Dissecting the Energetics of the Apoflavodoxin-Fmn ComplexLostao, A., El-Harrous, M., Daoudi, F., Romero, A., Parody-Morreale, A., Sancho, J.
(2000) J.Biol.Chem. 275: 9518
- PubMed: 10734100
- PubMed Abstract:
Many flavoproteins are non-covalent complexes between FMN and an apoprotein. To understand better the stability of flavoproteins, we have studied the energetics of the complex between FMN and the apoflavodoxin from Anabaena PCC 7119 by a combination ...
Many flavoproteins are non-covalent complexes between FMN and an apoprotein. To understand better the stability of flavoproteins, we have studied the energetics of the complex between FMN and the apoflavodoxin from Anabaena PCC 7119 by a combination of site-directed mutagenesis, titration calorimetry, equilibrium binding constant determinations, and x-ray crystallography. Comparison of the strength of the wild type and mutant apoflavodoxin-FMN complexes and that of the complexes between wild type apoflavodoxin and shortened FMN analogues (riboflavin and lumiflavin) allows the dissection of the binding energy into contributions associated with the different parts of the FMN molecule. The estimated contribution of the phosphate is greatest, at 7 kcal mol(-1); that of the isoalloxazine is of around 5-6 kcal mol(-1) (mainly due to interaction with Trp-57 and Tyr-94 in the apoprotein) and the ribityl contributes least: around 1 kcal mol(-1). The stabilization of the complex is both enthalpic and entropic although the enthalpy contribution is dominant. Both the phosphate and the isoalloxazine significantly contribute to the enthalpy of binding. The ionic strength does not have a large effect on the stability of the FMN complex because, although it weakens the phosphate interactions, it strengthens the isoalloxazine-protein hydrophobic interactions. Phosphate up to 100 mM does not affect the strength of the riboflavin complex, which suggests the isoalloxazine and phosphate binding sites may be independent in terms of binding energy. Interestingly, we find crystallographic evidence of flexibility in one of the loops (57-62) involved in isoalloxazine binding.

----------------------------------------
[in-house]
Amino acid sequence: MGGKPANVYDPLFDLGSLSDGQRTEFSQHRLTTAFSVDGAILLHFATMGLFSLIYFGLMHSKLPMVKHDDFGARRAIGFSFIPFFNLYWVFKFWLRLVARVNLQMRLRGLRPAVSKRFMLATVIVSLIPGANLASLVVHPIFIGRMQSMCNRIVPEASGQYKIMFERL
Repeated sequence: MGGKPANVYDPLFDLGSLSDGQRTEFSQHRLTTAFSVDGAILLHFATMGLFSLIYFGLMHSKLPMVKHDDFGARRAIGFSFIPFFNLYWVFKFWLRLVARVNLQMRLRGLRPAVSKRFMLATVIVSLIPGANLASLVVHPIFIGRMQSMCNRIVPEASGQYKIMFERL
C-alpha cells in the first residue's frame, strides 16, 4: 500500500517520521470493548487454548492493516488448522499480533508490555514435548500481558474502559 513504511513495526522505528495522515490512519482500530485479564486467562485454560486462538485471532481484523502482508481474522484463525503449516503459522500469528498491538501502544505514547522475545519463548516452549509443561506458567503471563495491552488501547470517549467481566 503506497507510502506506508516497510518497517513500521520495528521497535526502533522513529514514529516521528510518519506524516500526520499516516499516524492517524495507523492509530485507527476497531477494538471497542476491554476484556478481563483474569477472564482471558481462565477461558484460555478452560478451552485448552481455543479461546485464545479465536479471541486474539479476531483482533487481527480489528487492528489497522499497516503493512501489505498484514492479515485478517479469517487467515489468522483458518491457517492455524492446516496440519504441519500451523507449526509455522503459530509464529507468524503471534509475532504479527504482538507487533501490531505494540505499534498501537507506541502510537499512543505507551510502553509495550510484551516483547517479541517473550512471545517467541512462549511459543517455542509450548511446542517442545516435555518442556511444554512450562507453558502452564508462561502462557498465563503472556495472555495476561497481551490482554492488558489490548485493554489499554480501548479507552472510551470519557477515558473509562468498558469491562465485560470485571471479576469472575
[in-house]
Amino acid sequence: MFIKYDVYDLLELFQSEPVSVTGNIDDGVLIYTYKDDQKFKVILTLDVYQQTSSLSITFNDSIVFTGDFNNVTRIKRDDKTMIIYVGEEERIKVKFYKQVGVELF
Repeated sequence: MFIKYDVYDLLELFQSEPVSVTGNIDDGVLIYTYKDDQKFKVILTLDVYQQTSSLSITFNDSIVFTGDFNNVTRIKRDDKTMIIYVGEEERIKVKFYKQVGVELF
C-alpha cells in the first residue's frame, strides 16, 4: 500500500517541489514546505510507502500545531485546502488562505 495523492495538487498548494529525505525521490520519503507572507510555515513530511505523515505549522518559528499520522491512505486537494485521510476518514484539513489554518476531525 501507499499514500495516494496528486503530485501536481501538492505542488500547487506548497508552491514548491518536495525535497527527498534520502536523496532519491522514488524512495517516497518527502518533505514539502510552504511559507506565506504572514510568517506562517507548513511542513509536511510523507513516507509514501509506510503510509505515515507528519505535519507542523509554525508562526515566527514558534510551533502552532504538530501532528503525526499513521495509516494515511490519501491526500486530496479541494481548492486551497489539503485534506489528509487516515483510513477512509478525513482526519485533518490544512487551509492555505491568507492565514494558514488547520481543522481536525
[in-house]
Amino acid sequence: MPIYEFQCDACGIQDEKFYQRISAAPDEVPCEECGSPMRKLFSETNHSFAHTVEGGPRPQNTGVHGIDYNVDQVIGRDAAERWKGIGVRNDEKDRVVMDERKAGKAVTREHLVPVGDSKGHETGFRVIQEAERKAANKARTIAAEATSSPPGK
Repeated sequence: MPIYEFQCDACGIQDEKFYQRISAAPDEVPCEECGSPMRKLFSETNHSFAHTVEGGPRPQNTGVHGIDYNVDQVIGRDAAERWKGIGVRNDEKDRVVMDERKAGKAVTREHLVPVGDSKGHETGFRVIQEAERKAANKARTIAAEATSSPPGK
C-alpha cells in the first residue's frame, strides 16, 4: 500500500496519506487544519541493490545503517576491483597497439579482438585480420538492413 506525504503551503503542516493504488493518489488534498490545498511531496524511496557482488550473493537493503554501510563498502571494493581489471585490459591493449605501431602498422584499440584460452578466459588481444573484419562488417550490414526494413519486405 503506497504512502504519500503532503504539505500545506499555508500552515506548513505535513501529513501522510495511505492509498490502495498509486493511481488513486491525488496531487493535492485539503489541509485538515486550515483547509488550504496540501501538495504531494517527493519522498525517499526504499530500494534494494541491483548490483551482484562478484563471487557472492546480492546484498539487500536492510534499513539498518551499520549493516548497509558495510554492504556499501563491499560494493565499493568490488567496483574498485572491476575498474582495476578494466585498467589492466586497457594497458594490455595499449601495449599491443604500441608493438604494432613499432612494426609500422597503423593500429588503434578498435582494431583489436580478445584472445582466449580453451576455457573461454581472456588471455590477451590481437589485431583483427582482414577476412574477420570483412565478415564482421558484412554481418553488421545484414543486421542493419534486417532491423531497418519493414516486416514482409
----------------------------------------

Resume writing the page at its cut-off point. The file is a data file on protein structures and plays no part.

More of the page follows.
Departamento de Bioquímica y Biología Molecular y Celular, Facultad de Ciencias, Universidad de Zaragoza, 50009 Zaragoza, Spain.